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February 13th, 2019

Time Travel

A thing that is occupying my thoughts recently comes from hearing about my father's spiritual journey over the years. Somewhere around 15-20 years ago, he became interested in thinking about what is termed the "Universe Story," which is centered in thinking about the miracle of human life in the context of humanity's current understanding of the origins of the universe, our solar system, and our planet. If you look back in history, this is something that a number of religious traditions have grappled with over time - think Galileo and Catholicism, for one (what I'm most familiar with due to being raised Catholic).

This is a thing that often intersects with what I tend to phrase as my "existential crisis" - coming to terms with the limits of human understanding of our own existence. Reductionism and other scientific approaches really only get us so far, but we can still know a few things from them. In particular, part of being a living organism is exchange with our surrounding environment: we breathe in oxygen-rich air, and that oxygen becomes a part of us for some period of time. Eventually, much of it is released back into the atmosphere as carbon dioxide. The same is true of the elements we eat: we hold on to individual elements for different periods of time, but eventually they are released back into our surroundings.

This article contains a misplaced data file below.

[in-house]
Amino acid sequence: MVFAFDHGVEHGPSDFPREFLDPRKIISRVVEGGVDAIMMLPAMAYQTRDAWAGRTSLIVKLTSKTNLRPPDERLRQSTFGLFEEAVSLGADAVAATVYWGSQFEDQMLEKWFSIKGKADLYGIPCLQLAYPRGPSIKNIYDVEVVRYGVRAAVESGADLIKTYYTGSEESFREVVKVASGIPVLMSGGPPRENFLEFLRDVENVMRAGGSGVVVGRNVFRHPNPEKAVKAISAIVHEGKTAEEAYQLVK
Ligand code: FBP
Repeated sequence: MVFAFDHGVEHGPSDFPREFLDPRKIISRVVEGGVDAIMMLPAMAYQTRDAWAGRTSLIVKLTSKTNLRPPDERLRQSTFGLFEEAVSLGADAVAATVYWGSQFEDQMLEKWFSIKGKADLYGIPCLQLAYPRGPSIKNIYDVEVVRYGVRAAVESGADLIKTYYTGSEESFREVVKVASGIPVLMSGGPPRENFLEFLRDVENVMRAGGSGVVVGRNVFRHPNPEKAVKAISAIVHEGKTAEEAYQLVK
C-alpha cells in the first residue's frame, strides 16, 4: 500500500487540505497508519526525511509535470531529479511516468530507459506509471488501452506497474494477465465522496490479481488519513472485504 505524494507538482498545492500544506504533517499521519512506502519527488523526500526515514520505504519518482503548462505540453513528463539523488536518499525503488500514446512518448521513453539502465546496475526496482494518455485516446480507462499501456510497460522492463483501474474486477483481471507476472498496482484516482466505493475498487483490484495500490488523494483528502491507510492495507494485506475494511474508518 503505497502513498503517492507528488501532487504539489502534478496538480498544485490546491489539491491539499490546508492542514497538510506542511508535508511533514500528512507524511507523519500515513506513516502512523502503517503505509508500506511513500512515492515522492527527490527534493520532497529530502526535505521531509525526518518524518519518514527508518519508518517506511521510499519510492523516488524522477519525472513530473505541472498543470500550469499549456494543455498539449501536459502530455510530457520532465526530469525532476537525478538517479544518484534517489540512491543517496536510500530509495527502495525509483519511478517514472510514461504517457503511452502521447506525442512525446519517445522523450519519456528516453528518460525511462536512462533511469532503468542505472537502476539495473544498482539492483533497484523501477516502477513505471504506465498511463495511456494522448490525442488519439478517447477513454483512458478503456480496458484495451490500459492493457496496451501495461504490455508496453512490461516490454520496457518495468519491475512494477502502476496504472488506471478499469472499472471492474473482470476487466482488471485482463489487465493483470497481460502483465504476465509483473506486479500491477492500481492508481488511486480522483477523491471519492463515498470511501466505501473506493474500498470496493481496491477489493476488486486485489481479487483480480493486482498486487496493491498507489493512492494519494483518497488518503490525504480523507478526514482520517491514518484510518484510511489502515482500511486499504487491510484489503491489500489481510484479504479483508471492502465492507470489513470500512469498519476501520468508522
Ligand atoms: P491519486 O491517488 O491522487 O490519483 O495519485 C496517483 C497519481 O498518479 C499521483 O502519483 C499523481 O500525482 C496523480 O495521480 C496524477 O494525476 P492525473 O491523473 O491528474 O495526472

From this perspective, we also wind up hitting against that philosophical question about whether an object is still the same thing if all of its individual parts have been replaced over time.

It's that time component that's capturing me at the moment. On the one hand, our lives seem so short, for all that many stages of life wind up being uncomfortable. On the other hand, the perspective that the Earth is our ancestors has a lot of merit in my book - look across religious beliefs, and this theme is repeated.

I don't know if there's comfort for other people in considering death as a form of time travel, but given its eventual inevitability, perhaps it's a small comfort at times.

This entry was originally posted at https://rebeccmeister.dreamwidth.org/1281162.html. Please comment there using OpenID.

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